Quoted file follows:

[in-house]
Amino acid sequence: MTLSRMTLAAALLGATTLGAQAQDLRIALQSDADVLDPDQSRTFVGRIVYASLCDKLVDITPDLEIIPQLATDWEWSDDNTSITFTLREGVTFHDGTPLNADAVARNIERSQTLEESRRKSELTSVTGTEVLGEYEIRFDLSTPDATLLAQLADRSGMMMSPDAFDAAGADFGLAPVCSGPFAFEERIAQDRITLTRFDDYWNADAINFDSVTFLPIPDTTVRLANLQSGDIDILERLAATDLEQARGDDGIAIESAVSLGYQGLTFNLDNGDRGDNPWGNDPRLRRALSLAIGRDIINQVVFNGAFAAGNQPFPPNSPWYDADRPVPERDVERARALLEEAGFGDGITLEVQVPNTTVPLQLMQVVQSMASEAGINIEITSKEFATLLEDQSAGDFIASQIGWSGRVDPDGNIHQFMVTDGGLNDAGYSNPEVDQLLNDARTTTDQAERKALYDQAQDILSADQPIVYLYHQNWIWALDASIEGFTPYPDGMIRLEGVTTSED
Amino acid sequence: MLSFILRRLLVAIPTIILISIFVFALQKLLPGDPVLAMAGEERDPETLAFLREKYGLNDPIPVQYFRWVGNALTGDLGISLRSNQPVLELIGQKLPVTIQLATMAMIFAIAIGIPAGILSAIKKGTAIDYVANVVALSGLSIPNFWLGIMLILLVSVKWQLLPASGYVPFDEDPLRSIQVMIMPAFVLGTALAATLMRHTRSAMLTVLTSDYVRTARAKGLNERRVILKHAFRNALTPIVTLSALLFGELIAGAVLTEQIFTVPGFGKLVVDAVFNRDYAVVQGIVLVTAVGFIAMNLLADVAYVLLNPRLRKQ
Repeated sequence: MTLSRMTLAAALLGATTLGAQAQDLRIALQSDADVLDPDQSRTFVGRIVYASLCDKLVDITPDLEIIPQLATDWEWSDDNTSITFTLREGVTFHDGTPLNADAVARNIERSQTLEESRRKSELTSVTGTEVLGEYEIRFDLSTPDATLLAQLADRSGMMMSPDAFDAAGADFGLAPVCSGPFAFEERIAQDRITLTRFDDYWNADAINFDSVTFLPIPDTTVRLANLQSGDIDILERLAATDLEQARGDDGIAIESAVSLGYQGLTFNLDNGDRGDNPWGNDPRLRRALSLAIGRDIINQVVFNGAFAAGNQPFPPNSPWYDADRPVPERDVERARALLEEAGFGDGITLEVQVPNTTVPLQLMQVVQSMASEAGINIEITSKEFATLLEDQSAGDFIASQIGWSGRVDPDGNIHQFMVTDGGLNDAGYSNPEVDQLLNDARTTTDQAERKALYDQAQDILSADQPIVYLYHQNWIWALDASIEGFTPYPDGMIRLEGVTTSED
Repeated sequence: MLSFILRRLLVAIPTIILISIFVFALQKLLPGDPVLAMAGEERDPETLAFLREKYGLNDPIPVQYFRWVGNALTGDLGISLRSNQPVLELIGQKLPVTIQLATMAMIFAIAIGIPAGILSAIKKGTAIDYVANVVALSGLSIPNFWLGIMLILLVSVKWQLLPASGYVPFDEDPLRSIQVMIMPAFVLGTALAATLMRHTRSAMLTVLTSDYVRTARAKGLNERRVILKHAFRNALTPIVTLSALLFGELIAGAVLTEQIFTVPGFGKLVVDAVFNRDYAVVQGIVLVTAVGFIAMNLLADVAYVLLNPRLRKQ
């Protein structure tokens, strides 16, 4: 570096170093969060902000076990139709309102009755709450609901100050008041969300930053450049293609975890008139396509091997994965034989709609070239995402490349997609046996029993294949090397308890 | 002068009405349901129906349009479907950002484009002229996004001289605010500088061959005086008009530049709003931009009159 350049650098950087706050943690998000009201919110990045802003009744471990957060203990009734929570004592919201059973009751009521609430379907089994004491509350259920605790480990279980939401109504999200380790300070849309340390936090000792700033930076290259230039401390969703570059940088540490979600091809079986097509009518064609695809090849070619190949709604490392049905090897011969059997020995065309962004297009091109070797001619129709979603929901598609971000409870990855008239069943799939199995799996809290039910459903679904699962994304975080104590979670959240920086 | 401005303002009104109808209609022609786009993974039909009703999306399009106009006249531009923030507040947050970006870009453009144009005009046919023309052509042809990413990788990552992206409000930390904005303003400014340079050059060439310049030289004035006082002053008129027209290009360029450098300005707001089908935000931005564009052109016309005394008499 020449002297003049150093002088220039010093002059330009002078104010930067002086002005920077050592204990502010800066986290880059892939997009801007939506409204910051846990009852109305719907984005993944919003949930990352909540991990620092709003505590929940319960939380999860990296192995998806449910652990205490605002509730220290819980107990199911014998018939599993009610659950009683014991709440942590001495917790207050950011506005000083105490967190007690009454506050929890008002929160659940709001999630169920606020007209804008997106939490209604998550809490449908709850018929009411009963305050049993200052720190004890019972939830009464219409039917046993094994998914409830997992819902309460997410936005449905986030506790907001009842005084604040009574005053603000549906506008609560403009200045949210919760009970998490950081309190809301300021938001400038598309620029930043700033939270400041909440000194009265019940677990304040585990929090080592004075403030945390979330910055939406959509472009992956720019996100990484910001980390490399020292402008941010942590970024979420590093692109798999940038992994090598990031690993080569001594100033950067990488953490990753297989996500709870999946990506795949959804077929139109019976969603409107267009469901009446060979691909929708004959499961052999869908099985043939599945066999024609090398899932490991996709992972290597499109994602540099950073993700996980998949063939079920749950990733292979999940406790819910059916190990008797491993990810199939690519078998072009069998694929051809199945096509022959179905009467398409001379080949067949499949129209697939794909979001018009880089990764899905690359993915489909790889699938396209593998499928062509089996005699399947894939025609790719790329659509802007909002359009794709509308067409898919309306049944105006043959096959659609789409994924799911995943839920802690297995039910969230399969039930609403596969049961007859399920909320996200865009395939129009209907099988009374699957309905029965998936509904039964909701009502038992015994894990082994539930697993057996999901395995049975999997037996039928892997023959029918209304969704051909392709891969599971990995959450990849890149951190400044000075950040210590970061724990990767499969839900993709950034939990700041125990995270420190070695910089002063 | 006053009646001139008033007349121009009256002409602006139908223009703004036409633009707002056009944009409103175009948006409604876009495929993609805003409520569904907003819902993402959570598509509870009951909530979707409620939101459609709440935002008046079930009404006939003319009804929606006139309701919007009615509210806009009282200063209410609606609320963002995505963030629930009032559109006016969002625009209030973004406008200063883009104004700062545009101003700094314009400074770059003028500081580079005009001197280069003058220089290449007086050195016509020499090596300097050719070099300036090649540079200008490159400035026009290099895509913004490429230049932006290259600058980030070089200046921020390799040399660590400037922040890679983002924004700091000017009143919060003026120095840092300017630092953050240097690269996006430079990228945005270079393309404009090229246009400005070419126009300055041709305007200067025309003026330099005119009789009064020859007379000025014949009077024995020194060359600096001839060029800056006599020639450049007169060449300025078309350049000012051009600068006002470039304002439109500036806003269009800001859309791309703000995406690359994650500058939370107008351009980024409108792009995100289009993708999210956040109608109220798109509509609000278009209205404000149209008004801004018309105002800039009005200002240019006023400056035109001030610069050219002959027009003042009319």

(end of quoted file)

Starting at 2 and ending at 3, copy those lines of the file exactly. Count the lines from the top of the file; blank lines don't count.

Amino acid sequence: MTLSRMTLAAALLGATTLGAQAQDLRIALQSDADVLDPDQSRTFVGRIVYASLCDKLVDITPDLEIIPQLATDWEWSDDNTSITFTLREGVTFHDGTPLNADAVARNIERSQTLEESRRKSELTSVTGTEVLGEYEIRFDLSTPDATLLAQLADRSGMMMSPDAFDAAGADFGLAPVCSGPFAFEERIAQDRITLTRFDDYWNADAINFDSVTFLPIPDTTVRLANLQSGDIDILERLAATDLEQARGDDGIAIESAVSLGYQGLTFNLDNGDRGDNPWGNDPRLRRALSLAIGRDIINQVVFNGAFAAGNQPFPPNSPWYDADRPVPERDVERARALLEEAGFGDGITLEVQVPNTTVPLQLMQVVQSMASEAGINIEITSKEFATLLEDQSAGDFIASQIGWSGRVDPDGNIHQFMVTDGGLNDAGYSNPEVDQLLNDARTTTDQAERKALYDQAQDILSADQPIVYLYHQNWIWALDASIEGFTPYPDGMIRLEGVTTSED
Amino acid sequence: MLSFILRRLLVAIPTIILISIFVFALQKLLPGDPVLAMAGEERDPETLAFLREKYGLNDPIPVQYFRWVGNALTGDLGISLRSNQPVLELIGQKLPVTIQLATMAMIFAIAIGIPAGILSAIKKGTAIDYVANVVALSGLSIPNFWLGIMLILLVSVKWQLLPASGYVPFDEDPLRSIQVMIMPAFVLGTALAATLMRHTRSAMLTVLTSDYVRTARAKGLNERRVILKHAFRNALTPIVTLSALLFGELIAGAVLTEQIFTVPGFGKLVVDAVFNRDYAVVQGIVLVTAVGFIAMNLLADVAYVLLNPRLRKQ